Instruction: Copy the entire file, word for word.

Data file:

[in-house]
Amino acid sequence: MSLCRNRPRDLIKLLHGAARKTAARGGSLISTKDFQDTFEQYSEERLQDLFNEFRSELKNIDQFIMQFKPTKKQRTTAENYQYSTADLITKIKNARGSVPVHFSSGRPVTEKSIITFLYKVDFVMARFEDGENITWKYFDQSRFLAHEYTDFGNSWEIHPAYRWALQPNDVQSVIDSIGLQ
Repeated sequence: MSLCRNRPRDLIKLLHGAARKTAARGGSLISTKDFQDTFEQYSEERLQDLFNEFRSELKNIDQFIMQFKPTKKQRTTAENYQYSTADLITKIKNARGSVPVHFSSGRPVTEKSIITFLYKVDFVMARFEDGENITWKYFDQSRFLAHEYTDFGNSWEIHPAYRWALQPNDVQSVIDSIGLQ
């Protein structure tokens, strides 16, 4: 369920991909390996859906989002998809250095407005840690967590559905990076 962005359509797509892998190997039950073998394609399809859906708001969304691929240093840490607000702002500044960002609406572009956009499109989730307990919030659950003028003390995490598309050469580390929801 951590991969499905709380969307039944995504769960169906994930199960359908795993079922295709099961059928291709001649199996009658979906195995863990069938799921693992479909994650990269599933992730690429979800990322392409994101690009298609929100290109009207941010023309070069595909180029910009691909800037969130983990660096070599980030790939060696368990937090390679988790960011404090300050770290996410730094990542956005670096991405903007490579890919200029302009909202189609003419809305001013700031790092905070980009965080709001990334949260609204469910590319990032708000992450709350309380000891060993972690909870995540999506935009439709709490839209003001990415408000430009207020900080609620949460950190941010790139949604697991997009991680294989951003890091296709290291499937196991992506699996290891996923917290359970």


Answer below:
[in-house]
Amino acid sequence: MSLCRNRPRDLIKLLHGAARKTAARGGSLISTKDFQDTFEQYSEERLQDLFNEFRSELKNIDQFIMQFKPTKKQRTTAENYQYSTADLITKIKNARGSVPVHFSSGRPVTEKSIITFLYKVDFVMARFEDGENITWKYFDQSRFLAHEYTDFGNSWEIHPAYRWALQPNDVQSVIDSIGLQ
Repeated sequence: MSLCRNRPRDLIKLLHGAARKTAARGGSLISTKDFQDTFEQYSEERLQDLFNEFRSELKNIDQFIMQFKPTKKQRTTAENYQYSTADLITKIKNARGSVPVHFSSGRPVTEKSIITFLYKVDFVMARFEDGENITWKYFDQSRFLAHEYTDFGNSWEIHPAYRWALQPNDVQSVIDSIGLQ
């Protein structure tokens, strides 16, 4: 369920991909390996859906989002998809250095407005840690967590559905990076 962005359509797509892998190997039950073998394609399809859906708001969304691929240093840490607000702002500044960002609406572009956009499109989730307990919030659950003028003390995490598309050469580390929801 951590991969499905709380969307039944995504769960169906994930199960359908795993079922295709099961059928291709001649199996009658979906195995863990069938799921693992479909994650990269599933992730690429979800990322392409994101690009298609929100290109009207941010023309070069595909180029910009691909800037969130983990660096070599980030790939060696368990937090390679988790960011404090300050770290996410730094990542956005670096991405903007490579890919200029302009909202189609003419809305001013700031790092905070980009965080709001990334949260609204469910590319990032708000992450709350309380000891060993972690909870995540999506935009439709709490839209003001990415408000430009207020900080609620949460950190941010790139949604697991997009991680294989951003890091296709290291499937196991992506699996290891996923917290359970």